Richard Harding on A Great & Glorious Victory – New Perspectives on the Battle of Trafalgar

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Four questions to Professor Richard Harding, editor of A Great & Glorious Victory: New Perspectives on the Battle of Trafalgar, published by Seaforth Publishing.
Richard Harding on <i>A Great & Glorious Victory – New Perspectives on the Battle of Trafalgar</i>
© Seaforth Publishing

1) First of all, why was this collection of essays published?

The bicentenary of Trafalgar produced an unusually rich output of research. Naval battles of the nineteenth century do not normally generate that kind of interest, but on this occasion scholars of many nations and with many different special research interests contributed to enriching our understanding of the battle. Equally important, this output reflects what the battle means people today. This collection of essays was a snapshot of the work as the year drew to a close and is representative both of the work done on the battle itself and on the impact of the battle in Britain and France at the time and later.

2) And what does this collection of essays represent?

As noted above, these essays represent the variety of scholarship that was brought to bear on the subject as a result of the centenary. It was not just a naval commemoration, nor purely British, but stimulated thinking about the critical events of 1805 much more widely.

3) You mention in your introduction that these essays are starting points for further research: where does the study of Trafalgar go from here?

These essays suggest a number of ways forward for further research. At the naval/operational level, the detailed work on the logs and the use of a computer programme provides an exciting blend of new technology with traditional scholarship to understand more fully many other naval battles. The critical examination of logs and accounts should also be applied to our understanding of other battles. Nelson's leadership has been studied in more detail than almost any other commander of the period (of course – Napoleon excepted!) The application of contemporary work on leadership to other naval and military figures is clearly an important way forward for research. The examination of French activity at home during the campaign and the use Napoleon made of the enforced idleness of his army in Northern France, shows that it is important not just to look at the action, but what is done as a result of inaction. This is another promising avenue for additional research. The commemoration of Trafalgar as a battle is a subject for study in its own right and the comparison with the French commemoration of Austerlitz has highlighted the need for more work on ‘memory' of battles, campaigns and wars. The success of the conference, together with other publications, has led to the establishment of the Nelson Legacy Conference Series, sponsored by the Society for Nautical Research, The 1805 Club, The Nelson Society and the Royal Naval Museum to develop these themes for research. The first conference looked at the Nelson Legend and the next will look at power projection from the Sea (September 2009 at Portsmouth).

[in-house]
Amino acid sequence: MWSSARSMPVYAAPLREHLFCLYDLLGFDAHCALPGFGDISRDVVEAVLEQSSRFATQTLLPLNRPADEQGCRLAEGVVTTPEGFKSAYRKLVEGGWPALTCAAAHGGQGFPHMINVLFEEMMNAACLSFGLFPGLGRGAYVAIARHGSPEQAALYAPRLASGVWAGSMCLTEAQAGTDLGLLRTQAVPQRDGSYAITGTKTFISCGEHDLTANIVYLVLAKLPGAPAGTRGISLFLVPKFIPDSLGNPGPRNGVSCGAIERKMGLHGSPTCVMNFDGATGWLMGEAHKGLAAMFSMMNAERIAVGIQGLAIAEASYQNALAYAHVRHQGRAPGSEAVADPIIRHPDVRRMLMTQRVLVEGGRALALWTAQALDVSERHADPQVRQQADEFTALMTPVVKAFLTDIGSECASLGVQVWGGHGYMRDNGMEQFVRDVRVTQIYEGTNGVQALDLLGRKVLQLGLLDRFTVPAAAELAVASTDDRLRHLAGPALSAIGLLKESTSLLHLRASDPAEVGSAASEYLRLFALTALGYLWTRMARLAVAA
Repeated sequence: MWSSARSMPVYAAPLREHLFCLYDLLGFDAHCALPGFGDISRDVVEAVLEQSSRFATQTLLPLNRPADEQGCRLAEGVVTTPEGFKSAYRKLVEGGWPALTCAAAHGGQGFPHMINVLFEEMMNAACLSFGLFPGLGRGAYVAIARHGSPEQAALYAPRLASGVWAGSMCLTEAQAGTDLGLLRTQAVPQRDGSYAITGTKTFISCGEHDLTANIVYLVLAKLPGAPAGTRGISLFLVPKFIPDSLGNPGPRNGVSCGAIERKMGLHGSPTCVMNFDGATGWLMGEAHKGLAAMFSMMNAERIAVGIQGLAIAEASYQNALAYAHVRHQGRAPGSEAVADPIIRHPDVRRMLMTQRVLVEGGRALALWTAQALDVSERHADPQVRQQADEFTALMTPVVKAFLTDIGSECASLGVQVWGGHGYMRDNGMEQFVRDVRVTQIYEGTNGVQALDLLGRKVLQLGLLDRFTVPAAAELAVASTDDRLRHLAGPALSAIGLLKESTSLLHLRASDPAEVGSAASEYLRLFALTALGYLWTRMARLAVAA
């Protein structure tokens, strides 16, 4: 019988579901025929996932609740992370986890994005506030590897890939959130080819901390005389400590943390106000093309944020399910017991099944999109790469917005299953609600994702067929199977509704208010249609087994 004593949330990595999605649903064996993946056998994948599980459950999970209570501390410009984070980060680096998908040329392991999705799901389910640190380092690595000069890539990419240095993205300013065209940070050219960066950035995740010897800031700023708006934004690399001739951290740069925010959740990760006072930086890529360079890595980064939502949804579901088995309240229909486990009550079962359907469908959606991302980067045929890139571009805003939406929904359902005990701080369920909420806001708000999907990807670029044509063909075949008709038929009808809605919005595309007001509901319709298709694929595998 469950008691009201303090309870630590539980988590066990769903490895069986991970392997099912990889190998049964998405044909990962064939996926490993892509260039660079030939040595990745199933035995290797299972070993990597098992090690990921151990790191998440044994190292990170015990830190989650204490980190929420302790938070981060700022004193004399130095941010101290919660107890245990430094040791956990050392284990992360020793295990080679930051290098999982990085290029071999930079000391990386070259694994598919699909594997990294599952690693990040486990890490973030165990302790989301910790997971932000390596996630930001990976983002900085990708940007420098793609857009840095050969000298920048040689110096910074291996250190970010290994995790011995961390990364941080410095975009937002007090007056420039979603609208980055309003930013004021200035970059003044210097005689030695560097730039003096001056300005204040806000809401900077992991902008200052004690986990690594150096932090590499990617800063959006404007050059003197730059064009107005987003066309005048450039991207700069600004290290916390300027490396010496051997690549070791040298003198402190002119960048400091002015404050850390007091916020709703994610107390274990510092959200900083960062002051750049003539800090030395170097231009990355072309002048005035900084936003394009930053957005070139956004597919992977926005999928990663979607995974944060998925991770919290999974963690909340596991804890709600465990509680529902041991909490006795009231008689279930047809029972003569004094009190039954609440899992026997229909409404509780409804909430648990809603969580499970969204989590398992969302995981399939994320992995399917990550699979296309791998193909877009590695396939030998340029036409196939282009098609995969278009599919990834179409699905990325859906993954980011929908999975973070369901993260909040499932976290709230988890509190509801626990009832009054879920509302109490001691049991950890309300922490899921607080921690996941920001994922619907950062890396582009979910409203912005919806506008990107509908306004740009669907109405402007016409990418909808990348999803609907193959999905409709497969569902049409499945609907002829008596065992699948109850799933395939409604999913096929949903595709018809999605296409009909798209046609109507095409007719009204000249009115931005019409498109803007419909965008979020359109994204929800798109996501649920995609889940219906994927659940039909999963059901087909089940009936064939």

4) How important was it for you that the collection have an international flavour?

The international flavour was vital – the French and Spanish contributions not only give us much more depth in understanding the battle as it took place, but enable us to see how the battle was viewed in Europe. It also gives us a much better idea of the impact of the battle on European politics. Trafalgar was an event of international proportions, but it rapidly became encrusted with myth and legend, which only international scholarship can help us correct.
Click here for more information about the book.


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